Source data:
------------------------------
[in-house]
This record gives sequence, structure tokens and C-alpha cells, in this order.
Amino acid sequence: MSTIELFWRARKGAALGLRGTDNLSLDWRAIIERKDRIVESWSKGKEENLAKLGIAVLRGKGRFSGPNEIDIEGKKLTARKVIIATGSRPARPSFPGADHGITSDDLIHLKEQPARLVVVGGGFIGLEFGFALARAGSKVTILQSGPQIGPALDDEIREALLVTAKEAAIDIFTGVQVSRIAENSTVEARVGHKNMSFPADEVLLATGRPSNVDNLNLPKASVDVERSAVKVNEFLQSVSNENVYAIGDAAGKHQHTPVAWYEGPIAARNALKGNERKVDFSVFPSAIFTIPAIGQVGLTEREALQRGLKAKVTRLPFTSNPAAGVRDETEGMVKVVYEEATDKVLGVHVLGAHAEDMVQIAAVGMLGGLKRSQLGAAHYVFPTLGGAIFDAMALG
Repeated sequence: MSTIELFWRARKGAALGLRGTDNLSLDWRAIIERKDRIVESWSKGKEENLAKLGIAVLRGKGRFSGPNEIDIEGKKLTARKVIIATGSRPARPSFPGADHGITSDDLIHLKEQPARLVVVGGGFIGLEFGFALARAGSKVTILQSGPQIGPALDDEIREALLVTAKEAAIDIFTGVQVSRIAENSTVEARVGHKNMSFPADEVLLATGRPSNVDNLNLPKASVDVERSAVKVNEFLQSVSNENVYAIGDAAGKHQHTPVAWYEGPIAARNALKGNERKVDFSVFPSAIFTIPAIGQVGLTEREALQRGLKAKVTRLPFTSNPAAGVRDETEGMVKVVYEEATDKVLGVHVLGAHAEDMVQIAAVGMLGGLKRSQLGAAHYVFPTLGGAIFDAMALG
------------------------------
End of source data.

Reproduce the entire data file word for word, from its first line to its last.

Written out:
[in-house]
This record gives sequence, structure tokens and C-alpha cells, in this order.
Amino acid sequence: MSTIELFWRARKGAALGLRGTDNLSLDWRAIIERKDRIVESWSKGKEENLAKLGIAVLRGKGRFSGPNEIDIEGKKLTARKVIIATGSRPARPSFPGADHGITSDDLIHLKEQPARLVVVGGGFIGLEFGFALARAGSKVTILQSGPQIGPALDDEIREALLVTAKEAAIDIFTGVQVSRIAENSTVEARVGHKNMSFPADEVLLATGRPSNVDNLNLPKASVDVERSAVKVNEFLQSVSNENVYAIGDAAGKHQHTPVAWYEGPIAARNALKGNERKVDFSVFPSAIFTIPAIGQVGLTEREALQRGLKAKVTRLPFTSNPAAGVRDETEGMVKVVYEEATDKVLGVHVLGAHAEDMVQIAAVGMLGGLKRSQLGAAHYVFPTLGGAIFDAMALG
Repeated sequence: MSTIELFWRARKGAALGLRGTDNLSLDWRAIIERKDRIVESWSKGKEENLAKLGIAVLRGKGRFSGPNEIDIEGKKLTARKVIIATGSRPARPSFPGADHGITSDDLIHLKEQPARLVVVGGGFIGLEFGFALARAGSKVTILQSGPQIGPALDDEIREALLVTAKEAAIDIFTGVQVSRIAENSTVEARVGHKNMSFPADEVLLATGRPSNVDNLNLPKASVDVERSAVKVNEFLQSVSNENVYAIGDAAGKHQHTPVAWYEGPIAARNALKGNERKVDFSVFPSAIFTIPAIGQVGLTEREALQRGLKAKVTRLPFTSNPAAGVRDETEGMVKVVYEEATDKVLGVHVLGAHAEDMVQIAAVGMLGGLKRSQLGAAHYVFPTLGGAIFDAMALG